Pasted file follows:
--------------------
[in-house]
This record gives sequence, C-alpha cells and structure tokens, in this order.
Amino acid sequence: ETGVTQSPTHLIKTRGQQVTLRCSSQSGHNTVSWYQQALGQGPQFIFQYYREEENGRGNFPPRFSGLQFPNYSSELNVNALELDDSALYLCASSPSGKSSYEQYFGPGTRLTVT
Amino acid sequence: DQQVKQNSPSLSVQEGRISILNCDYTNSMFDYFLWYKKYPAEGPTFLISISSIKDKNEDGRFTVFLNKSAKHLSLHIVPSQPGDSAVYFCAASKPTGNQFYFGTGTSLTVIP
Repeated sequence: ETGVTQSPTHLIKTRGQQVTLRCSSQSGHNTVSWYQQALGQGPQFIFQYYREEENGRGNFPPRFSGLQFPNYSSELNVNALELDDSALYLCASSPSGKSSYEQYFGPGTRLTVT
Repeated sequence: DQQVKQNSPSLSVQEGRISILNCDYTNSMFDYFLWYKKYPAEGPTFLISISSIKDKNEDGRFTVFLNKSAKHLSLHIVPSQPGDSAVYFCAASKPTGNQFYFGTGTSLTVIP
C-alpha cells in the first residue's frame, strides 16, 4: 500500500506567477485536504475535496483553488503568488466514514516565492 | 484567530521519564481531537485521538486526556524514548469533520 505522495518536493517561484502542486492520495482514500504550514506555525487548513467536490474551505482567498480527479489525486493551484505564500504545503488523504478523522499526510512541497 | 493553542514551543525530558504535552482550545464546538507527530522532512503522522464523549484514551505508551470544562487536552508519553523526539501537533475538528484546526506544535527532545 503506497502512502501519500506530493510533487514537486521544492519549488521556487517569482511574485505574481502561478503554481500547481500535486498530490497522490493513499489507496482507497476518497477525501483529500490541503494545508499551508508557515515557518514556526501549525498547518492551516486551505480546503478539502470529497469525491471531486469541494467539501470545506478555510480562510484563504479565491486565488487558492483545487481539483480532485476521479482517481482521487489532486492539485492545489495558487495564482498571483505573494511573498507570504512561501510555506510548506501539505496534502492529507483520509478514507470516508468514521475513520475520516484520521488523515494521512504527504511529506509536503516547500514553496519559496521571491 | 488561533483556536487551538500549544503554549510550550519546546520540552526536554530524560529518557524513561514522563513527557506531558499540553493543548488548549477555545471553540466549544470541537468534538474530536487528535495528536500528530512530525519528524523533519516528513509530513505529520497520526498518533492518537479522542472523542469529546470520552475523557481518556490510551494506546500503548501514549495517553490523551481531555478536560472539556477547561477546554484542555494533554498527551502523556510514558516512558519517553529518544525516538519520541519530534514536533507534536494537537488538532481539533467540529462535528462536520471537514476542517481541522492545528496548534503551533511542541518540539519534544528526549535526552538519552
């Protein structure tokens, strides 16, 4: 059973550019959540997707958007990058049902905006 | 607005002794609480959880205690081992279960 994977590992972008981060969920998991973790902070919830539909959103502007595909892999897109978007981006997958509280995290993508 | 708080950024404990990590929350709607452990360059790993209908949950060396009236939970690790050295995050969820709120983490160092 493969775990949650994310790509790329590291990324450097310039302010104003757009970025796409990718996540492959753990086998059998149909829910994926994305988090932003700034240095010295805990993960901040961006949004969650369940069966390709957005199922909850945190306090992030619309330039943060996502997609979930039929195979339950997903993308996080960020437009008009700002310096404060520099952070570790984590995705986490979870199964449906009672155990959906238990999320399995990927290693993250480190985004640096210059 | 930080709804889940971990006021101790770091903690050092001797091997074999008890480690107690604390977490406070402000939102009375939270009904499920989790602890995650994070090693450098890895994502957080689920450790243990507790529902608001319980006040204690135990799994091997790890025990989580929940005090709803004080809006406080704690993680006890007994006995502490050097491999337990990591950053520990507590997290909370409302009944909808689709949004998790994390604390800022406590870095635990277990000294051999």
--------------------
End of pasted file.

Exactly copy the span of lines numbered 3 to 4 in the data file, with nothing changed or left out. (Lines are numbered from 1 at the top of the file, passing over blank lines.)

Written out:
Amino acid sequence: ETGVTQSPTHLIKTRGQQVTLRCSSQSGHNTVSWYQQALGQGPQFIFQYYREEENGRGNFPPRFSGLQFPNYSSELNVNALELDDSALYLCASSPSGKSSYEQYFGPGTRLTVT
Amino acid sequence: DQQVKQNSPSLSVQEGRISILNCDYTNSMFDYFLWYKKYPAEGPTFLISISSIKDKNEDGRFTVFLNKSAKHLSLHIVPSQPGDSAVYFCAASKPTGNQFYFGTGTSLTVIP